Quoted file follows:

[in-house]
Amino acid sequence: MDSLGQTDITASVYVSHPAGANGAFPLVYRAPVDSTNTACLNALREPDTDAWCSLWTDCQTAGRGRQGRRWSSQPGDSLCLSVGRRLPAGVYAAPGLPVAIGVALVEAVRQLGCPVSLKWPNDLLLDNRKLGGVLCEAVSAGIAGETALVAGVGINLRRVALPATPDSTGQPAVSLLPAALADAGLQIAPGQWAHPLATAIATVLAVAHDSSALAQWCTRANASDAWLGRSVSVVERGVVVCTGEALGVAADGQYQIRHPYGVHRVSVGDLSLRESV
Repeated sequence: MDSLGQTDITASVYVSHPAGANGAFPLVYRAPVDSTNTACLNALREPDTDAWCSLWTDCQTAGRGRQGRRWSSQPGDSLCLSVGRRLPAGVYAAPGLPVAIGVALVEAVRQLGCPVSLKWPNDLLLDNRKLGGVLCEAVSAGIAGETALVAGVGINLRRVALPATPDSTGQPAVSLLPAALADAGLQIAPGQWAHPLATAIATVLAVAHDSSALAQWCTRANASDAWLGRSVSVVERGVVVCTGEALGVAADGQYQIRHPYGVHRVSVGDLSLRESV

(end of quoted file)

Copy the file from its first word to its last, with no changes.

[in-house]
Amino acid sequence: MDSLGQTDITASVYVSHPAGANGAFPLVYRAPVDSTNTACLNALREPDTDAWCSLWTDCQTAGRGRQGRRWSSQPGDSLCLSVGRRLPAGVYAAPGLPVAIGVALVEAVRQLGCPVSLKWPNDLLLDNRKLGGVLCEAVSAGIAGETALVAGVGINLRRVALPATPDSTGQPAVSLLPAALADAGLQIAPGQWAHPLATAIATVLAVAHDSSALAQWCTRANASDAWLGRSVSVVERGVVVCTGEALGVAADGQYQIRHPYGVHRVSVGDLSLRESV
Repeated sequence: MDSLGQTDITASVYVSHPAGANGAFPLVYRAPVDSTNTACLNALREPDTDAWCSLWTDCQTAGRGRQGRRWSSQPGDSLCLSVGRRLPAGVYAAPGLPVAIGVALVEAVRQLGCPVSLKWPNDLLLDNRKLGGVLCEAVSAGIAGETALVAGVGINLRRVALPATPDSTGQPAVSLLPAALADAGLQIAPGQWAHPLATAIATVLAVAHDSSALAQWCTRANASDAWLGRSVSVVERGVVVCTGEALGVAADGQYQIRHPYGVHRVSVGDLSLRESV